from Self Employed.com, enhanced by Peter/CXO, Wiz4biz 4/13
What’s the Criteria? the Best are those who not only created a great business, but changed business and/or the world in the process.
No. 10: Jeff Bezos, Amazon.com: If the essence of entrepreneurship is the willingness to take a risk with money to make money, then Bezos has it. While working on Wall Street in the early 90s, Bezos discovered that Internet usage was growing at an amazing 2,600% per year, he quit his cushy corporate gig, drove west to Seattle, started Amazon.com in his garage, and in the process, not only invented online shopping, but essentially, what the Internet would become.
No. 9: Juan Trippe, Pan Am: If the world has gone from, large to small, then one of the founding fathers of that trend must be Trippe, the founder of the defunct Pan American airways. Trippe made airline travel affordable to the masses, and thus changed how we all travel. As he said, “In one fell swoop, we have shrunken the earth.”
No. 8: Walt Disney: Despite early failures, including losing the rights to his first animated character (Waldo the Rabbit), and filing for bankruptcy, Walt Disney kept at it, eventually creating one of the great multi-disciplinary entertainment companies in history.
No. 7: Sam Walton, Wal-Mart: The inventor of the Big Box retail concept, Walton was an entrepreneur’s entrepreneur. He started by seeing a need and filling it – opening stores in rural areas, that not only needed what he sold, but which were less expensive to run. He passed savings along to customers, and it can easily be said that his progeny include Costco, Home Depot & Ikea.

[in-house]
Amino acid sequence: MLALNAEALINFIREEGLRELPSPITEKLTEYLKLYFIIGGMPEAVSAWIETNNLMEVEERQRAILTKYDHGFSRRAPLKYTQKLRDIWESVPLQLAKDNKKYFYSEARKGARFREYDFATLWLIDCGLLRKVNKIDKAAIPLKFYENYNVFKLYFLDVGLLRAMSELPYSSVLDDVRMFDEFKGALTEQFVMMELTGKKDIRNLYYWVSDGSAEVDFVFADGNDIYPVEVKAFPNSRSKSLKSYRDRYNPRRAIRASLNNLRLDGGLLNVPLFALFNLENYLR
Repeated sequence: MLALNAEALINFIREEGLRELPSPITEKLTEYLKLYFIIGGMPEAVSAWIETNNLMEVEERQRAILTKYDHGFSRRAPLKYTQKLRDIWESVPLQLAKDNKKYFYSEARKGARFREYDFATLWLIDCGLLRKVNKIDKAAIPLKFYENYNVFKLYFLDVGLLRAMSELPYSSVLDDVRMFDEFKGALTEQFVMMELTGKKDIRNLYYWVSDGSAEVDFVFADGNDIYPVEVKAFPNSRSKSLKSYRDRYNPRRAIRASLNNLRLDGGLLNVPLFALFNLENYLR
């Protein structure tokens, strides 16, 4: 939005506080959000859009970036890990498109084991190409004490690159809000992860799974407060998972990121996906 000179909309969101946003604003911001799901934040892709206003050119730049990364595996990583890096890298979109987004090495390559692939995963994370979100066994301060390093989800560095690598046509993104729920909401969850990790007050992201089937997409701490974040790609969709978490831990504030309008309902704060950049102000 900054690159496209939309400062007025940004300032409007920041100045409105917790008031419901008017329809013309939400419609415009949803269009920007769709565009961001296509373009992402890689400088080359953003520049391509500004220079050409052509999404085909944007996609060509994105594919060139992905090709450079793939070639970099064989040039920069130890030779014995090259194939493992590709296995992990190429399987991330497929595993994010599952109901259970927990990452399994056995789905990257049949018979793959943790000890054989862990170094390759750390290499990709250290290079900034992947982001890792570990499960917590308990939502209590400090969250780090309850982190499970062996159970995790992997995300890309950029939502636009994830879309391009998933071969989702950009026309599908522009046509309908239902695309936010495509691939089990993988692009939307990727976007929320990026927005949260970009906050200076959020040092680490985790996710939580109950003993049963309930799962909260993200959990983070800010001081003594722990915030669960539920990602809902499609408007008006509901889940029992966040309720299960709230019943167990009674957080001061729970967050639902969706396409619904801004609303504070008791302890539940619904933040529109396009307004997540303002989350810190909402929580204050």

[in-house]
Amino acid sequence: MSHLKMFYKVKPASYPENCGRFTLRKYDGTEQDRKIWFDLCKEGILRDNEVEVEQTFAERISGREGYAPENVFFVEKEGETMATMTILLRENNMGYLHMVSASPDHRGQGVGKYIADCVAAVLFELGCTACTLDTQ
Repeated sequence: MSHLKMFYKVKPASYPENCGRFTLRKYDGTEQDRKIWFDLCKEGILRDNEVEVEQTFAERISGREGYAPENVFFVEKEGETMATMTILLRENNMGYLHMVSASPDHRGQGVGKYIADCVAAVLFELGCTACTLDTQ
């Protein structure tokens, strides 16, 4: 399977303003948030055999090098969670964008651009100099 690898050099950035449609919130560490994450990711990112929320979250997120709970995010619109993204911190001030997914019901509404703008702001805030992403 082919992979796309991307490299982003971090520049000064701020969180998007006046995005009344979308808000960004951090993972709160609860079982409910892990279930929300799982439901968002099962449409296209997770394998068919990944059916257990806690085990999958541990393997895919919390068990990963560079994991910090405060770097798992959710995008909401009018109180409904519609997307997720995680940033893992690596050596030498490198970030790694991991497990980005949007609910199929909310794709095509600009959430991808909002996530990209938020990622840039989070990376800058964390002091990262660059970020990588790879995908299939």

No. 6: Asa Candler, Coca Cola: No, He didn’t invent Coca-Cola (pharmacist John Pemberton did), but he did come up with the idea to premix it, bottle it, and sell it. But maybe even more importantly, Candler was the marketing genius behind the creation of the Coca-Cola brand, and that has changed how we all think about business – #1 recognized brand in the world.
No. 5: John D. Rockefeller, Standard Oil: was so successful, controlling almost 90% of America’s refined oil by the 1890s, that he not only became the first billionaire, but his company was spilt into 38 separate companies by the Supreme Court, two of which went on to become Exxon & Mobil.
No. 4: Amadeo P. Giannini, Bank of America: Prior to Giannini, banking was the domain of businesses and rich folk only. His Bank of Italy became the Bank of America, and in the process, he invented modern individual banking, along with such innovations as bank branches, home mortgages, & car loans.
No. 3: Bill Gates, Microsoft: had a Vision that someday, everyone would have a personal computer on their desk, seemed the stuff of science fiction when he articulated it in the 70s. But it turns out that that vision became one of the greatest transformative events in the history of business and he has a high % of all SW.
No. 2: Ray Kroc, McDonald’s: Essentially, “the assembly line” has created the Top 2 entrepreneurs on my list. Ray Kroc was almost 50 when he saw the McDonald’s brothers’ hamburger stand in Southern California. Not only did Kroc create assembly line food, and not only did he create the largest chain of restaurants in the world (serving more than 50 million people daily), and not only did he invent franchising, but he also changed the way the world eats (for better or worse) your opinion.
No. 1: Henry Ford, Ford Motors: Like many entrepreneurs on this list, Henry Ford saw big failure before he found big success; his first two car companies went out of business. But his idea that everyone should be able to afford one of his cars led him to invent the assembly line. He also doubled the daily wage, so that his own employees could afford his car, and in the process, Ford essentially helped create the American middle class, and our fully independent personal transportation.
Comment: You may disagree with who is included or their position, so please leave a comment if you do.